this mountain, Be thou removed, and be thou cast into the sea;
and shall not doubt in his heart, but shall believe that those
things which he saith shall come to pass; he shall have
whatsoever he saith.
24 Therefore I say unto you, What things soever ye desire, when
ye pray, believe that ye receive them, and ye shall have
25 And when ye stand praying, forgive, if ye have ought against
any: that your Father also which is in heaven may forgive you
26 But if ye do not forgive, neither will your Father which is
in heaven forgive your trespasses.
I. Christ's cursing the fruitless fig-tree. He had a convenient
resting-place at Bethany, and therefore thither he went at
resting-time; but his work lay at Jerusalem, and thither therefore he
returned in the morning, at working-time; and so intent was he upon his
work, that he went out from Bethany without breakfast, which, before he
was gone far, he found the want of, and was hungry
for he was subject to all the sinless infirmities of our nature.
Finding himself in want of food, he went to a fig-tree, which he
saw at some distance, and which being well adorned with green
leaves he hoped to find enriched with some sort of fruit. But he
found nothing but leaves; he hoped to find some fruit,
for though the time of gathering in figs was near,
it was not yet; so that it could not be pretended that it had
had fruit, but that it was gathered and gone; for the season had not
yet arrived. Or, He found none, for indeed it was not a season of
figs, it was no good fig-year. But this was worse than any
fig-tree, for there was not so much as one fig to be found upon it,
though it was so full of leaves. However, Christ was willing to make an
example of it, not to the trees, but to the men, of that
generation, and therefore cursed it with that curse which is the
reverse of the first blessing, Be fruitful; he said unto it,
Never let any man eat fruit of thee hereafter for ever,
Sweetness and good fruit are, in Jotham's parable, the honour of
and its serviceableness therein to man, preferable to the preferment of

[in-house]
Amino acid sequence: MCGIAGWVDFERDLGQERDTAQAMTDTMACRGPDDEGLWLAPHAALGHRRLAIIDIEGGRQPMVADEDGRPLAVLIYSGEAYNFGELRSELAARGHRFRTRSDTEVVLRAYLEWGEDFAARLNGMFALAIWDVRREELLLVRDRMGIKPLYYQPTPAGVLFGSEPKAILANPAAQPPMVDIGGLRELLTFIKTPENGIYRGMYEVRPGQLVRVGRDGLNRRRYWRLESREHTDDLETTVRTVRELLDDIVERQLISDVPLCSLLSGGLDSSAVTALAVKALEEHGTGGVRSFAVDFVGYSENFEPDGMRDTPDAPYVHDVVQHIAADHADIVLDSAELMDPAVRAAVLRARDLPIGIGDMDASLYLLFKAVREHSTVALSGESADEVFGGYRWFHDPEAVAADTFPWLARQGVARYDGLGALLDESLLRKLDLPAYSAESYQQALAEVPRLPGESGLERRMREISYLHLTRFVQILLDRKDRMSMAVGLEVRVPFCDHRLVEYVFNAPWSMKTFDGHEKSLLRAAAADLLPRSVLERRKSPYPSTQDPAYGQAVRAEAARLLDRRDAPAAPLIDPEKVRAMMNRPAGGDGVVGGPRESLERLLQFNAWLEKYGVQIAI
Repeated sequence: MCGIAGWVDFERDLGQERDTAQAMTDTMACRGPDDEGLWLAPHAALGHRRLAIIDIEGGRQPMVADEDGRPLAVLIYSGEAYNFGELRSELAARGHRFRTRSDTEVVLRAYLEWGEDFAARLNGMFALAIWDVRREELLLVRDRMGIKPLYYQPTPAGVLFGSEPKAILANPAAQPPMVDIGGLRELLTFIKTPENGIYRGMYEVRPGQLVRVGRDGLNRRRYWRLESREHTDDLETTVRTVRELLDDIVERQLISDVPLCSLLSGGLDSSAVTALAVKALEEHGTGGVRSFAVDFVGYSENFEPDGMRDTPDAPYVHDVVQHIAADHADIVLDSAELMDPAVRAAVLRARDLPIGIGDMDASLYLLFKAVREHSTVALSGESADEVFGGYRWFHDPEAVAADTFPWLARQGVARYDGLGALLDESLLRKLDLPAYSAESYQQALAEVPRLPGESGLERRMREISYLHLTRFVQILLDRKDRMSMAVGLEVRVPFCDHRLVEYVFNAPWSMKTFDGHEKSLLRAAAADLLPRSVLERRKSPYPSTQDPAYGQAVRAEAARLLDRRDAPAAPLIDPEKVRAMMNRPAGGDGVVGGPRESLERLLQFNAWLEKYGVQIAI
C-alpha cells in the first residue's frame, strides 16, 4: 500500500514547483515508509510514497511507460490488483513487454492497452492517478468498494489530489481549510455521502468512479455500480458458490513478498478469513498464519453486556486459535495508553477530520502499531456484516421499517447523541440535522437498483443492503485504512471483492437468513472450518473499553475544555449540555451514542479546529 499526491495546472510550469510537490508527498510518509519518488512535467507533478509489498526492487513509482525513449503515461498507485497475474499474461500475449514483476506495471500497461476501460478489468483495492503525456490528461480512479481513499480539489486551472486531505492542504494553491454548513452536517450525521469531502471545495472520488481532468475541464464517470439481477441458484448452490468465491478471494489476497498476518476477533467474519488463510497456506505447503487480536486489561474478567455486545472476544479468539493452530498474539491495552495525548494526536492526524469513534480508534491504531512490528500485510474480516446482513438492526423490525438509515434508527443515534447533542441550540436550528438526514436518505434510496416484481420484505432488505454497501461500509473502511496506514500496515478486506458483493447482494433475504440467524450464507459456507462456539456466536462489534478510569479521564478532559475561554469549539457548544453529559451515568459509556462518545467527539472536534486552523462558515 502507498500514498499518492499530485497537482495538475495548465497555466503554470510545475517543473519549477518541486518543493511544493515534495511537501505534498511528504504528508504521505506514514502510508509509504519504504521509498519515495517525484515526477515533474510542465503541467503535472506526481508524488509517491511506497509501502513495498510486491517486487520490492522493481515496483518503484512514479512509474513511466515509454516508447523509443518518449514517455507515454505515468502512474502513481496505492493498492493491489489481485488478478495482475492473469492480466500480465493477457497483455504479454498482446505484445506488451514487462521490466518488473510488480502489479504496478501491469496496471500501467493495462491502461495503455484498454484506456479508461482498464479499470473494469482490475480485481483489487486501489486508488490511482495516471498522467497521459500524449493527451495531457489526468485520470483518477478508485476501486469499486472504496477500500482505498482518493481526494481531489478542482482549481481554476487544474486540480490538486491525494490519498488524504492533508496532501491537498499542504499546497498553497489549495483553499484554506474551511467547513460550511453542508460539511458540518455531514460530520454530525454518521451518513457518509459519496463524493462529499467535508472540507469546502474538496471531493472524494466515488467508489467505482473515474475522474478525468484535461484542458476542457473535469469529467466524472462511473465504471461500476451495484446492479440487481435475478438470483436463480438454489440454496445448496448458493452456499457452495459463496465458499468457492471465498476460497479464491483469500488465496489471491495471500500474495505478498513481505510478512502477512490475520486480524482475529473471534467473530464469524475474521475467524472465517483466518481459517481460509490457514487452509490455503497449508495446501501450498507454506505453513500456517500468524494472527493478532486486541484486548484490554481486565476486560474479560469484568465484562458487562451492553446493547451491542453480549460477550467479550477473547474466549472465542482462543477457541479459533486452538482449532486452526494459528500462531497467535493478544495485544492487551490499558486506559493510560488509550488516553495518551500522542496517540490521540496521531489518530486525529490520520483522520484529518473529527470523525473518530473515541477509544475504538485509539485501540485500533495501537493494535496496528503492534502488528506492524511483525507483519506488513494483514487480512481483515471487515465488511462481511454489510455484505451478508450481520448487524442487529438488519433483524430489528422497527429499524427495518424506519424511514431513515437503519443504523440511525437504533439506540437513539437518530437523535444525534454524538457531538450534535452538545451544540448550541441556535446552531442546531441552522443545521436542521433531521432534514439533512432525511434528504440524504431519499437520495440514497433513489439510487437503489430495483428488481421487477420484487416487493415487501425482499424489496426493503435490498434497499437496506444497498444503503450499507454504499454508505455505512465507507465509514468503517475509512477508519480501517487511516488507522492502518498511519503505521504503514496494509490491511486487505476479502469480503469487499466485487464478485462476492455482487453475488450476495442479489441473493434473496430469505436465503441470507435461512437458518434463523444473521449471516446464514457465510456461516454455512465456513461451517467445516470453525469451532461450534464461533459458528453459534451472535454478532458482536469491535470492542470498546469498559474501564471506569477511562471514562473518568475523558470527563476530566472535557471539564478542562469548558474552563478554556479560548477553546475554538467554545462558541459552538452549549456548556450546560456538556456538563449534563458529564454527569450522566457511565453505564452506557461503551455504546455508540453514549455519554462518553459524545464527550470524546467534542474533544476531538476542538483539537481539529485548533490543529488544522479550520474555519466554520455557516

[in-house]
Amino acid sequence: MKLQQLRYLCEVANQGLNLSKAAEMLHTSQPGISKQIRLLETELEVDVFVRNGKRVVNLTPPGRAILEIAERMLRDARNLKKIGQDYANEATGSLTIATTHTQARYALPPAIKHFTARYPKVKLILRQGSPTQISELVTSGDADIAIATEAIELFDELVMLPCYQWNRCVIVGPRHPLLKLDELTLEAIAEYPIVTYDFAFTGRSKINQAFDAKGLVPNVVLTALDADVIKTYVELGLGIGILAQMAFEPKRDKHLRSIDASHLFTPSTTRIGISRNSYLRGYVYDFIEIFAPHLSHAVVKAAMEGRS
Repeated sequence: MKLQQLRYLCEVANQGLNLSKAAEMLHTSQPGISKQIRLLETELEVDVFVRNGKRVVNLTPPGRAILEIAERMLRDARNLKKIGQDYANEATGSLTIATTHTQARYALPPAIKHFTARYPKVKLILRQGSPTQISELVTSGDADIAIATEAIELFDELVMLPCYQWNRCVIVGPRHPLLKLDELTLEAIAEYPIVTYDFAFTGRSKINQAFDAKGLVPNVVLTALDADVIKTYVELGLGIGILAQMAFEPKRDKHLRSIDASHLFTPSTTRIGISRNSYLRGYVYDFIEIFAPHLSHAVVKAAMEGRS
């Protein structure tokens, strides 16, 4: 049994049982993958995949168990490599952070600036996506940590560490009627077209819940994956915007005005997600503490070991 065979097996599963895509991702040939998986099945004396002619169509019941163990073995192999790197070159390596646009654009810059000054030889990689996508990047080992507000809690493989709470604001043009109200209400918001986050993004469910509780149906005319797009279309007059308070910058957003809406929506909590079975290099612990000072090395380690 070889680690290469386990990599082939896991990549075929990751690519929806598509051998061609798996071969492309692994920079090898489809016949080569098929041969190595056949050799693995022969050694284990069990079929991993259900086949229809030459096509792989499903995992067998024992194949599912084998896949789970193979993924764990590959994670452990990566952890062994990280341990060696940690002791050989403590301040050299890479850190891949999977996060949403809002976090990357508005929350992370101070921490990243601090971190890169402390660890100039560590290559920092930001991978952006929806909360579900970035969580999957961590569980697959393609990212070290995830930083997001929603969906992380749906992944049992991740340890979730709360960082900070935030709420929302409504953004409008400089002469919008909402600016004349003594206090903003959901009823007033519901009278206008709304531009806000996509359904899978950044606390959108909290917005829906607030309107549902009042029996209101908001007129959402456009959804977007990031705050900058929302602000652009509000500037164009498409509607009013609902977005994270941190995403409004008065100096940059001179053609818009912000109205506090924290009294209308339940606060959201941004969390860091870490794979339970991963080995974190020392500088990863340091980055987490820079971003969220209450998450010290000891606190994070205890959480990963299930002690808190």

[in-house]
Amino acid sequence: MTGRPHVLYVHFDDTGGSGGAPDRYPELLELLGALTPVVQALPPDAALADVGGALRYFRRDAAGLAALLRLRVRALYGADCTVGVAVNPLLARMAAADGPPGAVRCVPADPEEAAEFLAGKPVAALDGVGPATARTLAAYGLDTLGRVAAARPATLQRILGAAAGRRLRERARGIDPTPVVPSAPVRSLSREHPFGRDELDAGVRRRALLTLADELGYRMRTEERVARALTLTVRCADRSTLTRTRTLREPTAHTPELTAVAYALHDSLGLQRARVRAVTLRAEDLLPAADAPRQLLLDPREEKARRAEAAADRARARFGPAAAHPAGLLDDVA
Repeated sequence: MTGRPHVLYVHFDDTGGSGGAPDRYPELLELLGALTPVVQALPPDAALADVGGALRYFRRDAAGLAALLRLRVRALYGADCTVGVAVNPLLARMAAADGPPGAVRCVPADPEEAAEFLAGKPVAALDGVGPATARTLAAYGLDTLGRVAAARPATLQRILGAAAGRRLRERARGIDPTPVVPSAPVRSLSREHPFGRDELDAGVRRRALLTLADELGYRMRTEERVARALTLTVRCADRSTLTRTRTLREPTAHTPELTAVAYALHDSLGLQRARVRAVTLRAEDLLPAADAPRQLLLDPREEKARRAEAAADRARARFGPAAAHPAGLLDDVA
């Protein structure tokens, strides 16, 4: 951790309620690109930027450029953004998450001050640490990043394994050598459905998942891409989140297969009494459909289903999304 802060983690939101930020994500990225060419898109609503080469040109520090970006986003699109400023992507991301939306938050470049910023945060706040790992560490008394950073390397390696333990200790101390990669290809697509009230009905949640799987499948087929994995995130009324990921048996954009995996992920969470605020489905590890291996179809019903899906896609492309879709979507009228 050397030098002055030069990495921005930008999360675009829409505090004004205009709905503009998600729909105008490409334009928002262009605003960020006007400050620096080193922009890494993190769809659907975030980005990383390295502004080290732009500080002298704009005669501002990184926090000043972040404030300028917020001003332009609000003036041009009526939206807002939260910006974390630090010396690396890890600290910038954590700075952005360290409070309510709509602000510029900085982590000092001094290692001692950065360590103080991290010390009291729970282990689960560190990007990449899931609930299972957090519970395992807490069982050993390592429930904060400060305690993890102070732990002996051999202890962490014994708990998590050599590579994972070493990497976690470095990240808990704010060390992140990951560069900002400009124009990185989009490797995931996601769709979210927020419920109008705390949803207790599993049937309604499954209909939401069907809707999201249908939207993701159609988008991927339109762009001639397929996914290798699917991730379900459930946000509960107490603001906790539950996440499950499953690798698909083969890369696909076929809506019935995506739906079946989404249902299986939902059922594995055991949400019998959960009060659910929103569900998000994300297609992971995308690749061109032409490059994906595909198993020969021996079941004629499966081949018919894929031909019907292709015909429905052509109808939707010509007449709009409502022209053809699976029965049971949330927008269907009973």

being promoted over the trees; now to be deprived of that, was a
grievous curse. This was intended to be a type and figure of the
doom passed upon the Jewish church, to which he came, seeking fruit,
but found none
and though it was not, according to the doom in the parable,
immediately cut down, yet, according to this in the history,
blindness and hardness befel them
so that they were from henceforth good for nothing. The
disciples heard what sentence Christ passed on this tree, and
took notice of it. Woes from Christ's mouth are to be observed and kept
in mind, as well as blessings.
II. His clearing the temple of the market-people that frequented it,
and of those that made it a thoroughfare. We do not find that Christ
met with food elsewhere, when he missed of it on the fig-tree; but the
zeal of God's house so ate him up, and made him forget himself, that he
came, hungry as he was, to Jerusalem, and went straight to the temple,
and began to reform those abuses which the day before he had marked
out; to show that when the Redeemer came to Zion, his errand was, to
turn away ungodliness from Jacob
and that he came not, as he was falsely accused, to destroy the
temple, but to purify and refine it, and reduce his church to its
1. He cast out the buyers and sellers, overthrew the tables
of the money-changers (and threw the money to the ground, the
fitter place for it), and threw down the seats of them that sold
doves. This he did as one having authority, as a Son in his own
house. The filth of the daughter of Zion is purged away, not by
might, nor by power, but by the spirit of judgment, and the spirit
of burning. And he did it without opposition; for what he did, was
manifested to be right and good, even in the consciences of those that
had connived at it, and countenanced it, because they got money by it.
Note, It may be some encouragement to zealous reformers, that
frequently the purging out of corruptions, and the correcting of
abuses, prove an easier piece of work than was apprehended. Prudent
attempts sometimes prove successful beyond expectation, and there are
not those lions found in the way, that were feared to be.
2. He would not suffer that any man should carry any vessel, any
sort of goods or wares, through the temple, or any of the courts
of it, because it was the nearer way, and would save them the labour of
The Jews owned that it was one of the instances of honour due to the
temple, not to make the mountain of the house, or the court of the
Gentiles, a road, or common passage, or to come into it with any
3. He gave a good reason for this; because it was written, My house
shall be called of all nations, The house of prayer,
So it is written,
It shall pass among all people under that character. It shall be the
house of prayer to all nations; it was so in the first institution